Hermeticism is a key that gives people the possibility to achieve everything they desire deep in their hearts, to develop a profound understanding of life, to become capable of decision making and responsibility; and to answer the question of meaning. Hermeticism offers a hidden key to unfolding.
Nobody can teach this knowledge to himself. Even in competent books like Kybalion, the teaching is only passed on in a veiled way. It always requires a master to pass on the wisdom to the able student. Today, as in the past, authentic mystery schools are a way to acquire this knowledge. The Hermetic Academy is one of these authentic schools.
This is certainly the genuine article, but it is perhaps not the first place to go. I wanted to learn about the basic doctrines from a neutral source, simply and clearly described. I didn’t want to have to wade through a bunch of hand-waving to get there, at least not at first. Still, I suppose we shouldn’t be surprised that Hermetic World tries to cast a mysterious, esoteric, yet somewhat self-help-y atmosphere on their first page. After all, it is a mystery religion.
Well, at least now I know why it’s called Hermeticism. It’s basically an accident of history, due to the name of the guy to whom the founding writings were attributed.
Time to move on to a book.
Moving On to a Book
I am fortunate to be descended from a scholar who has a large personal library, heavy on the theology.
I asked my dad.
Serendipitiously, he had just finished reading Michael J. McClymond’s two-volume history of Christian universalism (the doctrine that everyone is going to heaven), and he remembered that Hermeticism entered into the discussion. He was happy to lend it to me. You can see all the places I’ve marked with tabs. Those are just the ones where Hermeticism is directly mentioned. I hope you now understand my dilemma.
In McClymond’s Appendix A: Gnosis and Western Esotericism: Definitions and Lineages, I found at last the succinct, neutral summary I was looking for:
[“Hermetism”] as used by academics refers to persons, texts, ideas, and practices that are directly linked to the Corpus Hermeticum, a relatively small body of texts that appeared most likely in Egypt during the second or third centuries CE. … “Hermeticism” is often used in a wider way to refer to the general style of thinking that one finds in the Corpus Hermeticum and other works of ancient gnosis, alchemy, Kabbalah, and so forth. “Hermeticism” sometimes functions as a synonym for “esotericism.” The adjective “Hermetic” is ambiguous, since it can refer either to “Hermetism” or “Hermeticism.”
McClymond, p. 1072
So it isn’t that different from Gnosticism after all.
“Esoteric,” by the way, means an emphasis on hidden or mystical knowledge that is not available to everyone and/or cannot be reduced to words and propositions. “Exoteric” refers to the style of theology that puts emphasis on knowledge that is public in the sense that it is written down somewhere, asserts something concrete, can be debated, etc.
Even though I have literally just found an actual definition of the word that is clear enough to put into a blog post, in the time it took me to find this definition I feel that I have already gotten a pretty good sense of what this philosophy is like. Perhaps it helps that it has pervaded many, many aspects of our culture, so I have encountered it many times before, as no doubt have you.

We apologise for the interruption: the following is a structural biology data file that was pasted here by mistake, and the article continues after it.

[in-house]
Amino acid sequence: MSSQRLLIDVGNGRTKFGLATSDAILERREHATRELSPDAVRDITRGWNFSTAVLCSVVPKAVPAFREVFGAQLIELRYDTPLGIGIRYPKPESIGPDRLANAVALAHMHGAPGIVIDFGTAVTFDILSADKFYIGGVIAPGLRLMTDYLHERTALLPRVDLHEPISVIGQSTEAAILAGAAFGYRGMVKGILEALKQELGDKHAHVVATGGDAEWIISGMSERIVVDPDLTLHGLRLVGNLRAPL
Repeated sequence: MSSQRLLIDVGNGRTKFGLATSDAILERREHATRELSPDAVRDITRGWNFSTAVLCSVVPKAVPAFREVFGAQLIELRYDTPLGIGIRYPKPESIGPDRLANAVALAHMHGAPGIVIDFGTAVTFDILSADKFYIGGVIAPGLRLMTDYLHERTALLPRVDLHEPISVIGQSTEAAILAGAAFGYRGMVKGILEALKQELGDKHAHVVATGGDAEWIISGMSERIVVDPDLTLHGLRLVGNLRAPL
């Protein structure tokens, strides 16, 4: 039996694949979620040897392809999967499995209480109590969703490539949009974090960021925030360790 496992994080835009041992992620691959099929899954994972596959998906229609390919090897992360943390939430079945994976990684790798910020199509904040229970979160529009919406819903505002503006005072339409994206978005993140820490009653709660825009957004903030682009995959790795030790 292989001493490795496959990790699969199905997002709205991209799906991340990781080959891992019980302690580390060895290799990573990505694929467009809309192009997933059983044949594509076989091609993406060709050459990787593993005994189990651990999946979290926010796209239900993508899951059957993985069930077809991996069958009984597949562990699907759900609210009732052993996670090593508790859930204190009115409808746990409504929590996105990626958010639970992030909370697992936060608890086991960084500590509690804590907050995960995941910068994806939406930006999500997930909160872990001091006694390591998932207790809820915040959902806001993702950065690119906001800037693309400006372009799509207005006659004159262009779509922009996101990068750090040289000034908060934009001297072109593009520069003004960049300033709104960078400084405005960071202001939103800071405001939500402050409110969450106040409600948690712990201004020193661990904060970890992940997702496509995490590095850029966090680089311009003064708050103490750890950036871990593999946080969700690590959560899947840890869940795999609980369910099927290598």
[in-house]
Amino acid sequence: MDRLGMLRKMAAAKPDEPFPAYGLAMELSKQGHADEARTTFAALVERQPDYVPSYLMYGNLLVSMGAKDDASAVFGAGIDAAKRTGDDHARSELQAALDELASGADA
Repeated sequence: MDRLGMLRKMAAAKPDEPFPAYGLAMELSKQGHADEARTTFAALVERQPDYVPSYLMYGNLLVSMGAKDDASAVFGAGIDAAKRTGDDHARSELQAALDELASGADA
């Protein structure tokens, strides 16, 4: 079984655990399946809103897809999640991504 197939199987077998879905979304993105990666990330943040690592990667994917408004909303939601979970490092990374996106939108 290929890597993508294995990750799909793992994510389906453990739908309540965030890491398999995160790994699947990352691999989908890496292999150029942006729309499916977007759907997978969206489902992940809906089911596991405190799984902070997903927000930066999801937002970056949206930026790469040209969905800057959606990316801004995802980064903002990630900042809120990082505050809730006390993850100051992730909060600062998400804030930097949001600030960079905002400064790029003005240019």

I began to peruse the tabs in the volumes above and read the sections there, in all their awful glory.
Yep, James Lindsay in fact did a pretty good job of explaining the core metaphysic of Hermeticism. Of course, this philosophy brings a lot of things with it that he didn’t get into. If we and all beings in the universe are all made of the same spiritual stuff as God Himself, it follows that alchemy should work (getting spiritual results with physical processes and the other way round). It follows that astrology should work (everything is connected, and the stars and men and the gods not only all influence each other, but when you get down to it are actually the same thing). It follows that reincarnation should be a thing (the body is just a shell or an illusion that is occupied by the spirit, the spark of God). It follows that there are many paths to God, since we are all manifestations of God and will all eventually return to Him/It. It follows that the body is not that important (in some versions of this philosophy, matter is actually evil). Therefore we should be able to physically heal ourselves with our minds. Our personhood should be unconnected to (some might say unfettered by) our body, such that we can be born in the wrong body, or we can change our sex or our species if we want to. There might also be bodies that don’t have souls yet (such as unborn babies), and so it would be no wrong to destroy them. Also, since matter is not really a real thing, it follows that Jesus was not really incarnated in a real human body and that He only appeared to do things like sleep, eat, suffer, and die. Also, since we are all parts of God like He is, He is not really one with God in any sense that is unique, but just more of an example of a really enlightened person who realized just how one with God He was.
I imagine that about twenty pop culture bells have gone off in your mind as you read that preceding paragraph. You might also have been reminded of the Church of Jesus Christ of the Latter-Day Saints, which teaches that we were all pre-existent souls literally fathered by God out of some sort of spiritual matter before we came to earth to be born.
So, What the Heck Is It?